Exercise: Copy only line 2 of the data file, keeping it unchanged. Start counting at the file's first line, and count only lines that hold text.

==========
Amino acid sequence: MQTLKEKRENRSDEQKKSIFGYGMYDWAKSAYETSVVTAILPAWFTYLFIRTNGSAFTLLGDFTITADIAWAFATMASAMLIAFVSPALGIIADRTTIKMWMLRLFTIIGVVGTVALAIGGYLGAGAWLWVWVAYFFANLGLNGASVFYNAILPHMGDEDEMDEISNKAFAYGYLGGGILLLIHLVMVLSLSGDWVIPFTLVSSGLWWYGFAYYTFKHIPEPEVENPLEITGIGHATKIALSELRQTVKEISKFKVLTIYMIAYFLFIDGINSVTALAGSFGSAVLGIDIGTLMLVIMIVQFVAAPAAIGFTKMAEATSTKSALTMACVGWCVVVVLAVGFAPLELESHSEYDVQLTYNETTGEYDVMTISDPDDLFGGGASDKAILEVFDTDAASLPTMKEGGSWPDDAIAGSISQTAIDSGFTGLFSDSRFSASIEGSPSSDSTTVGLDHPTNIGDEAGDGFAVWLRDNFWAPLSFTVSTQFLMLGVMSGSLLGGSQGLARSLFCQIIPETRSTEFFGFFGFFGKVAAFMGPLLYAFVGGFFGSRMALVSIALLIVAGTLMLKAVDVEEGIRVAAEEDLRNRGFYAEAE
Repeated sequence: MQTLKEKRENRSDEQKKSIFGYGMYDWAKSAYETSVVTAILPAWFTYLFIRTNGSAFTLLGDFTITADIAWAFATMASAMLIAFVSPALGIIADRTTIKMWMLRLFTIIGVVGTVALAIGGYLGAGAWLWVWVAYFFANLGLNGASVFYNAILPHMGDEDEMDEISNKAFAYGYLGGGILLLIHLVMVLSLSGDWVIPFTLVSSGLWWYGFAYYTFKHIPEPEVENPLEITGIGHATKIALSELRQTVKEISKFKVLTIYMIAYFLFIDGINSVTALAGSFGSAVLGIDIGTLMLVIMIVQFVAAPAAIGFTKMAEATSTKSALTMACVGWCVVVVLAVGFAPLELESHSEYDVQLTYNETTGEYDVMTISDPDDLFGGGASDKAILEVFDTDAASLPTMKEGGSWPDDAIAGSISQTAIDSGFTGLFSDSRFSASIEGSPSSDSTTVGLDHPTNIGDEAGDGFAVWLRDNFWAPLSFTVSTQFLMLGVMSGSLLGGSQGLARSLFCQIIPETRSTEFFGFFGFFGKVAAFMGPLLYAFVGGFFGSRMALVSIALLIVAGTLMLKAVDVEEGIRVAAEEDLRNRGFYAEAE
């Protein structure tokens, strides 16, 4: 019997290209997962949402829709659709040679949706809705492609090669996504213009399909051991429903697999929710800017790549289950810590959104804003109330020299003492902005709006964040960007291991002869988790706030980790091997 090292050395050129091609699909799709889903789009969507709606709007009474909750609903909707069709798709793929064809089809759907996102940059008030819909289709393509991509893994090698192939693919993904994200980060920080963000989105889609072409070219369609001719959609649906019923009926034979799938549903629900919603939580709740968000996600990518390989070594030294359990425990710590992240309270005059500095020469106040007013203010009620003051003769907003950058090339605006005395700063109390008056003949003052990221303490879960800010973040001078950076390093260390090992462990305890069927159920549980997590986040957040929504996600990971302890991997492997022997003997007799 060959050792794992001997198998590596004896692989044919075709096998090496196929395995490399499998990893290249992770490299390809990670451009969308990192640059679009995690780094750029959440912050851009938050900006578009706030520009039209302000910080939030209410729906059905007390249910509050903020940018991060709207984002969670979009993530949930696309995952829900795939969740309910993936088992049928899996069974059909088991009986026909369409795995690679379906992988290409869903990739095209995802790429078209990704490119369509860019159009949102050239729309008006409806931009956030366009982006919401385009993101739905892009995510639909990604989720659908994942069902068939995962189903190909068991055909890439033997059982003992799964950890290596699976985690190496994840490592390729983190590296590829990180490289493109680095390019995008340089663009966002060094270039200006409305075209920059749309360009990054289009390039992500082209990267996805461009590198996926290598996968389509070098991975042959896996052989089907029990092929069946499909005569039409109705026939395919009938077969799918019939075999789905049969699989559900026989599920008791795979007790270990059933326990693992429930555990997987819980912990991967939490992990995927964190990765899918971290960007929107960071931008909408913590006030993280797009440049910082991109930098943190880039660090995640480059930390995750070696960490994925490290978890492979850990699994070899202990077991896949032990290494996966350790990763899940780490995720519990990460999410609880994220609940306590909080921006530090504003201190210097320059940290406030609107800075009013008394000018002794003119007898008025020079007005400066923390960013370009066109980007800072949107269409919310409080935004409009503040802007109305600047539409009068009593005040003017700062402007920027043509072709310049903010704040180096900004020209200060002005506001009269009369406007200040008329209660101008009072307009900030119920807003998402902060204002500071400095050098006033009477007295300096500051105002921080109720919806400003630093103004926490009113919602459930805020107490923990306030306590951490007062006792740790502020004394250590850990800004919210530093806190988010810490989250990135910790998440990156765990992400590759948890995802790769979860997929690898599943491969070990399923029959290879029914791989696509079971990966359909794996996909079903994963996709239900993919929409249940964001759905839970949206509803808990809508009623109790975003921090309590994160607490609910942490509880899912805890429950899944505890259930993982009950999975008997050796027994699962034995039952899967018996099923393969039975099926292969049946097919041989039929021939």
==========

Repeated sequence: MQTLKEKRENRSDEQKKSIFGYGMYDWAKSAYETSVVTAILPAWFTYLFIRTNGSAFTLLGDFTITADIAWAFATMASAMLIAFVSPALGIIADRTTIKMWMLRLFTIIGVVGTVALAIGGYLGAGAWLWVWVAYFFANLGLNGASVFYNAILPHMGDEDEMDEISNKAFAYGYLGGGILLLIHLVMVLSLSGDWVIPFTLVSSGLWWYGFAYYTFKHIPEPEVENPLEITGIGHATKIALSELRQTVKEISKFKVLTIYMIAYFLFIDGINSVTALAGSFGSAVLGIDIGTLMLVIMIVQFVAAPAAIGFTKMAEATSTKSALTMACVGWCVVVVLAVGFAPLELESHSEYDVQLTYNETTGEYDVMTISDPDDLFGGGASDKAILEVFDTDAASLPTMKEGGSWPDDAIAGSISQTAIDSGFTGLFSDSRFSASIEGSPSSDSTTVGLDHPTNIGDEAGDGFAVWLRDNFWAPLSFTVSTQFLMLGVMSGSLLGGSQGLARSLFCQIIPETRSTEFFGFFGFFGKVAAFMGPLLYAFVGGFFGSRMALVSIALLIVAGTLMLKAVDVEEGIRVAAEEDLRNRGFYAEAE